$1.6 billion this year on classroom assessment tools.  Education Week, 36(32), 28-31.

 

Rogowski, M. (2018).  Formative: Superb real-time assessment tool a fit for BYOD, 1-to-1.  

June 2018.  Retrieved July 8, 2018.  https://www.commonsense.org

Assess with Go Formative and love it!

Assess with Go Formative and love it!!

Formerly known as SmartestK12, GoFormative “is a web-based tool that allows teachers to create assignments, deliver them to students, receive results, and provide individualized feedback in real-time” (www.edsurge.com, 2018).  Using this free app, teachers can click on ready-made assignments and quizzes or create their own as they seek to engage their students, while assessing the development of student learning.  Assignments can be graded manually or automatically with the option to leave guiding comments for individual students.

Formative is a valuable tool for teachers in a variety of settings, including the flipped classroom option.  Embed videos or texts within assignments for instruction and student reflection during non-meeting days, or assign a reflection piece regarding the content after a class meeting.  More creative assessments are available through Formative with the options to draw, speak or annotate responses. “Two-way communications…and group collaboration would add to Formative’s engagement factor” (Rogowski, 2018), while teachers follow class contributions, knowledge development, and note possible gaps.

SImilar to Kahoot and Socrative, Formative is more highly recommended in part because only a class code is needed (students do not have to have an account (students at younger ages are not allowed to anyway), plus it offers the option to show your work and use the library of mathematical figures easily.  The tool does not have built-in colorful displays and music in the way that Kahoot achieves popularity with students, but it does offer teachers a “cleverly designed…, flexible and attractive solution for [meeting] students where they are” (Rogowski, 2018).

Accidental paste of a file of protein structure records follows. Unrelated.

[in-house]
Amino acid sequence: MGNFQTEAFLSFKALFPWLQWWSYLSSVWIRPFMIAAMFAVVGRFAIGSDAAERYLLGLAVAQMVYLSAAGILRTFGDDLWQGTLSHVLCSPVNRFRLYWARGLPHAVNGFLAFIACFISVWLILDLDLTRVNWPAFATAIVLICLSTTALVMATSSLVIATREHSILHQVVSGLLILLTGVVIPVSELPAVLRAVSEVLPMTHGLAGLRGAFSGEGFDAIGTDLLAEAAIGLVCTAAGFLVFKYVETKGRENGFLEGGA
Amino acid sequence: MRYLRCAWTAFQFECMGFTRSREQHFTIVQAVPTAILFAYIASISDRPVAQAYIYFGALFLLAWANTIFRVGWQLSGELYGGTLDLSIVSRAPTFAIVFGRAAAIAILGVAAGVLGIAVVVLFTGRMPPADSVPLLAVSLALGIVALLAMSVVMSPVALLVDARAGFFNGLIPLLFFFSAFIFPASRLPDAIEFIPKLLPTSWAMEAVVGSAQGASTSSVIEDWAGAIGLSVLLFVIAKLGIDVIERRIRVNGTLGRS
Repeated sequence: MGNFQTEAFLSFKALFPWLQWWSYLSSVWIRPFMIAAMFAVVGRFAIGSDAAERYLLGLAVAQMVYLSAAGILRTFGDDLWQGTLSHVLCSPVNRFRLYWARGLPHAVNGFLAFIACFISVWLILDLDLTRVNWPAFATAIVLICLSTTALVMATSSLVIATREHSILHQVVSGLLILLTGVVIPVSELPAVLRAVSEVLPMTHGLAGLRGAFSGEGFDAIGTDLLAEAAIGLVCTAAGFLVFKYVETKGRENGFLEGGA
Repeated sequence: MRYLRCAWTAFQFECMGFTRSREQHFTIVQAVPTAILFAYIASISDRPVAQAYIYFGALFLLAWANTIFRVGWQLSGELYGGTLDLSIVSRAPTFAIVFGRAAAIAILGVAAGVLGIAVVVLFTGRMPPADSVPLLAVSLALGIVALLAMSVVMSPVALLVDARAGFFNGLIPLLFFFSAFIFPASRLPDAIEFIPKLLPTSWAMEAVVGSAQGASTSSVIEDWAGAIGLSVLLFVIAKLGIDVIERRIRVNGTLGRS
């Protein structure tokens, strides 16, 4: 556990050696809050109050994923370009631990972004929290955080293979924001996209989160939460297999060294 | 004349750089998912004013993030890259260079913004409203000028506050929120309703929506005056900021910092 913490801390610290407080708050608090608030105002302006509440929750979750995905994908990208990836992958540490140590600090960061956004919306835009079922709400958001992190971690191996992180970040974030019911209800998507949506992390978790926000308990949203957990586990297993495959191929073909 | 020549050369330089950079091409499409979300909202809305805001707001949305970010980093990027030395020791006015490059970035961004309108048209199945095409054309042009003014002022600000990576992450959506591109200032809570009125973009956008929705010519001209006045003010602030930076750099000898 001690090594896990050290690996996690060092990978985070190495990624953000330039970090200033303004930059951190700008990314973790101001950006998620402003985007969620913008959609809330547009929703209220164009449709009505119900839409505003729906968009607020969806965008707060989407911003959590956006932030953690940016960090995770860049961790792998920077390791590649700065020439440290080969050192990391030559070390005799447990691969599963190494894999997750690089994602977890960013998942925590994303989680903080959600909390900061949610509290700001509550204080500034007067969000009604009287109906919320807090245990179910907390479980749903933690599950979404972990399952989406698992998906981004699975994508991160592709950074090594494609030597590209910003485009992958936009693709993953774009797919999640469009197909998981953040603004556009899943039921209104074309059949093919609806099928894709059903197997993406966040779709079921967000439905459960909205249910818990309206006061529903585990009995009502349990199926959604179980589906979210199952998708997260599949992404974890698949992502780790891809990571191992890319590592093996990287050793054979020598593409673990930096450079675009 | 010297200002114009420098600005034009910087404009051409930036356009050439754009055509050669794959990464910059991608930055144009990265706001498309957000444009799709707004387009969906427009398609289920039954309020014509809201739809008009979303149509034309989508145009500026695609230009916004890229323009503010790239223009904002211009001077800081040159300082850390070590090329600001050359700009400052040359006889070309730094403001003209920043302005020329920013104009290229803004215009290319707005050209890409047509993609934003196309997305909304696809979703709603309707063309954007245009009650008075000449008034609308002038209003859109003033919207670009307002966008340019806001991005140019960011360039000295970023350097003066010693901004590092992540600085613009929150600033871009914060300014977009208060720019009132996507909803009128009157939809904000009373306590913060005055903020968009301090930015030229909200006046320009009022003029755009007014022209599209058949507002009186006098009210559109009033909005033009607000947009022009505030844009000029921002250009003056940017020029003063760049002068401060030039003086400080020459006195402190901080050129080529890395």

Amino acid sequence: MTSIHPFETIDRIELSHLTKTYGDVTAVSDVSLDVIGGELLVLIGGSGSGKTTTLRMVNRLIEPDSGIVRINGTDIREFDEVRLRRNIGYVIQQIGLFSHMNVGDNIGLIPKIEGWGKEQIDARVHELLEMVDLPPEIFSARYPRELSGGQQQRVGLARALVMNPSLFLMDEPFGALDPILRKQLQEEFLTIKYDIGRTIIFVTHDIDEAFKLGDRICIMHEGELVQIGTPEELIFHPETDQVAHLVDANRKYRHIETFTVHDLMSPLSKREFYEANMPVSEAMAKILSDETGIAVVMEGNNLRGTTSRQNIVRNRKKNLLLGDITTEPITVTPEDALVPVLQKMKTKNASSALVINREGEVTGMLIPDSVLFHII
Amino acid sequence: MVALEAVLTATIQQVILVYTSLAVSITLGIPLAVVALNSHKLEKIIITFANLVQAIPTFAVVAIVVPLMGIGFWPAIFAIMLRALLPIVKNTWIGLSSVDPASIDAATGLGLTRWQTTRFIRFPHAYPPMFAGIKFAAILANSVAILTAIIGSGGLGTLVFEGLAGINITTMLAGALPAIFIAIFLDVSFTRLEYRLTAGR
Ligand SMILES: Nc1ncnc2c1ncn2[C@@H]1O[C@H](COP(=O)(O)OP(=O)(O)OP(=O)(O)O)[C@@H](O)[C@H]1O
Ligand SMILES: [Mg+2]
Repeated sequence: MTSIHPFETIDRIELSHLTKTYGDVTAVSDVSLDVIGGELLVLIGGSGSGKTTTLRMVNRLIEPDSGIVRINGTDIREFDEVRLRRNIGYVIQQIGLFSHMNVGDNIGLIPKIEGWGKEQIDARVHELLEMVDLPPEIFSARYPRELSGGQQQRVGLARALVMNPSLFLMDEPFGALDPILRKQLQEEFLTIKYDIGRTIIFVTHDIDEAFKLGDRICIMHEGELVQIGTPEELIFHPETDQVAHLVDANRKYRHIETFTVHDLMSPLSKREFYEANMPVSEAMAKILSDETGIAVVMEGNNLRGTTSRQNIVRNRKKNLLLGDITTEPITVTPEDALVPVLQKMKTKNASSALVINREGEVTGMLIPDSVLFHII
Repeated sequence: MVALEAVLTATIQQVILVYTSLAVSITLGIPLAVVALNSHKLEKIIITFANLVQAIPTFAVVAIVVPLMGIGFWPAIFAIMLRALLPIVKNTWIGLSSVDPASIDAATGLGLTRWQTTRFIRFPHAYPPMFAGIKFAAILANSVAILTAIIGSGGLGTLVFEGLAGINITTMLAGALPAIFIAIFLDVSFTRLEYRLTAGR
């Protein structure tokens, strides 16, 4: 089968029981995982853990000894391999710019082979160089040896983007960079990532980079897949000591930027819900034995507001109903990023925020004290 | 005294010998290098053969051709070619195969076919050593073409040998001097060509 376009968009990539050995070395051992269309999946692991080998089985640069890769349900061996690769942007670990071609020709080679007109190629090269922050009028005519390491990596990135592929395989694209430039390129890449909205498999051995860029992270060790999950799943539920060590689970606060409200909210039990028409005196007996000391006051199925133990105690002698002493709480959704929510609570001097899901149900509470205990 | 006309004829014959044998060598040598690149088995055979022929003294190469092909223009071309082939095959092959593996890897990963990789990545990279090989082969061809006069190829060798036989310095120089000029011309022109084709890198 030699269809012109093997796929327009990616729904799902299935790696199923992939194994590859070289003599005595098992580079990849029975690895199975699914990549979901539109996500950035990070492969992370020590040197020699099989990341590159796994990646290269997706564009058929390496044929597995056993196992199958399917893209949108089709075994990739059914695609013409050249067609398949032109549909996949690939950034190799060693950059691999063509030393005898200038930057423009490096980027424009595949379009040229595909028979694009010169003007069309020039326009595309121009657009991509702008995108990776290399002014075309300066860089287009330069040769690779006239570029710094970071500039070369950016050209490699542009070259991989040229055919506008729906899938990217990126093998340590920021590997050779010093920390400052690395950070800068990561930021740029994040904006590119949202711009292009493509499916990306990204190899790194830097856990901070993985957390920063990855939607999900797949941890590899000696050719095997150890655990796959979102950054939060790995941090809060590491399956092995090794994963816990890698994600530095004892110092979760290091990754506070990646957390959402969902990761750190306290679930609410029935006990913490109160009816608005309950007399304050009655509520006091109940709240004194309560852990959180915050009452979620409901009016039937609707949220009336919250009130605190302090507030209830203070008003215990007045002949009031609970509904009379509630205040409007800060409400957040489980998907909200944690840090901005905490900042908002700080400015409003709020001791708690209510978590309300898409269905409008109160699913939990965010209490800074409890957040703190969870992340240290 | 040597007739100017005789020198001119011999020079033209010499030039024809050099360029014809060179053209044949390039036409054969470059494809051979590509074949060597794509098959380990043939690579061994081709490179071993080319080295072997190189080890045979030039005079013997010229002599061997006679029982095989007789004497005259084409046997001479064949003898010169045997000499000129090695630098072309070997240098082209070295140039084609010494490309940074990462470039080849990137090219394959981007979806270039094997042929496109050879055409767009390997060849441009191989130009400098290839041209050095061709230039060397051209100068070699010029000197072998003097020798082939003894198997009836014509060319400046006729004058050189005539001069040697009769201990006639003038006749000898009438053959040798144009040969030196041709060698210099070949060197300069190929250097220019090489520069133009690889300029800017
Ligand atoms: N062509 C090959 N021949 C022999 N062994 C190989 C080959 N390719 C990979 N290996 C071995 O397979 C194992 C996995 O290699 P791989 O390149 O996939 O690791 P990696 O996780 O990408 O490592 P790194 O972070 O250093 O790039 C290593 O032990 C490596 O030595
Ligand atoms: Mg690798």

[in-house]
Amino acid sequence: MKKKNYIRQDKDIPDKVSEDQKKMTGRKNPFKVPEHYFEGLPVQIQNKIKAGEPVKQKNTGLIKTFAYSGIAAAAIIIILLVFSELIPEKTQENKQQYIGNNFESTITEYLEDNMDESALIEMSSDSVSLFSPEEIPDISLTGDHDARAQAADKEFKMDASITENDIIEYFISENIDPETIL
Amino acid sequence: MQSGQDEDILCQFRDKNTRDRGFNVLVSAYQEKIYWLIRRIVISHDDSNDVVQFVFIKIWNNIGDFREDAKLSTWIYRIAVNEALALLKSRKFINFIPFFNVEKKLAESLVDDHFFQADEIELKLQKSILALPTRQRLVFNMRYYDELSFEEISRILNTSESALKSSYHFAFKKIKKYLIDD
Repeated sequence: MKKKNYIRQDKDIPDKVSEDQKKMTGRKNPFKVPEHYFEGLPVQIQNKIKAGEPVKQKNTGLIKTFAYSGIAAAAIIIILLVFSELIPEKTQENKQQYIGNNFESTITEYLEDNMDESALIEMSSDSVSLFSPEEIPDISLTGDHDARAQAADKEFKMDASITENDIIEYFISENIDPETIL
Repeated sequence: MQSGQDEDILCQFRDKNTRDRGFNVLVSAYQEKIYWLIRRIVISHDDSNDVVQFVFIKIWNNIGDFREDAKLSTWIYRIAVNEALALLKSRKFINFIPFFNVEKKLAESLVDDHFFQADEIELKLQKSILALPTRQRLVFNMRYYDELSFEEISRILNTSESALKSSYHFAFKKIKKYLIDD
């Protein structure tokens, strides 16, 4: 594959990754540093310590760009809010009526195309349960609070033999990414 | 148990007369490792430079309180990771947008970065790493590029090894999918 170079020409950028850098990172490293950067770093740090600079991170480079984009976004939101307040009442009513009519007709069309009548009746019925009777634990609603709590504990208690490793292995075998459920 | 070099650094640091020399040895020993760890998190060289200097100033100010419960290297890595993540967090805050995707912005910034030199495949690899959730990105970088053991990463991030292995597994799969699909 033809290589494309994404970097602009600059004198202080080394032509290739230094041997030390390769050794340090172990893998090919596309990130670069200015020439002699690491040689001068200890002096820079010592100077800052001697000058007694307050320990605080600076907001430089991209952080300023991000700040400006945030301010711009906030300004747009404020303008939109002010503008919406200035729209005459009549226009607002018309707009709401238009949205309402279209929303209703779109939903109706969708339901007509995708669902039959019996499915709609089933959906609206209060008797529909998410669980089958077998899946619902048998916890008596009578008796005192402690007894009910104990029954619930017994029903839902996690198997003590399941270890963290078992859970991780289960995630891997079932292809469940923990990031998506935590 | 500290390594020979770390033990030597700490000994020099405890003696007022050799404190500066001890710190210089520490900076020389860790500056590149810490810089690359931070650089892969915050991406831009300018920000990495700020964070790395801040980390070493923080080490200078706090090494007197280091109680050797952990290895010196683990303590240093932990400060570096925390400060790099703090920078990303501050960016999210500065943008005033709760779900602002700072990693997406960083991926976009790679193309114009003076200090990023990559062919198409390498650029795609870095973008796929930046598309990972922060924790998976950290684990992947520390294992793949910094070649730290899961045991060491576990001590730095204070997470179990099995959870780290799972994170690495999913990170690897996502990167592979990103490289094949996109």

Assessment Tool Extraordinaire

When teachers use assessment, they are providing information to themselves that guides present and future instruction, and even makes possible more efficient teaching and more achievement in learning (Davis, 2015).  Implementing assessment strategies saves the work of guessing, of reading student body language or of the silence that follows the question, “Do you understand this?” and replaces it with accurate, helpful information.  Teachers understand this, and it has never been easier to accomplish these goals than it is now–with technology at hand (Davis, 2015).

A major player on the assessment stage is Google Forms, a free, versatile, easy-to-use suite of assessment tools that offers templates or allows for customization, provides various ways to test, analyze, and share information, all the while supporting the best learning strategies:  feedback, peer and self-assessment, collaboration, organization, reflection, planning, and communication (Mo, 2013).  

Besides an array of tools for quizzes, surveys, exams, training, feedback, and data collection, Google Forms provides for other school needs, including student management logs, documentation of professional development activities or student behaviors and teacher actions/responses, lesson planning, ePortfolios, and rubric creating, sharing, and scoring (Mo, 2013).  Google Forms “does not claim to be an all singing, all dancing assessment engine” (Bell, 2018), but reviewers on TradeRadius (2018) give it a strong score of 8.2 out of 10.  “It is an extremely versatile [tool] to help educators simplify and streamline class assessment” (Bell, 2018).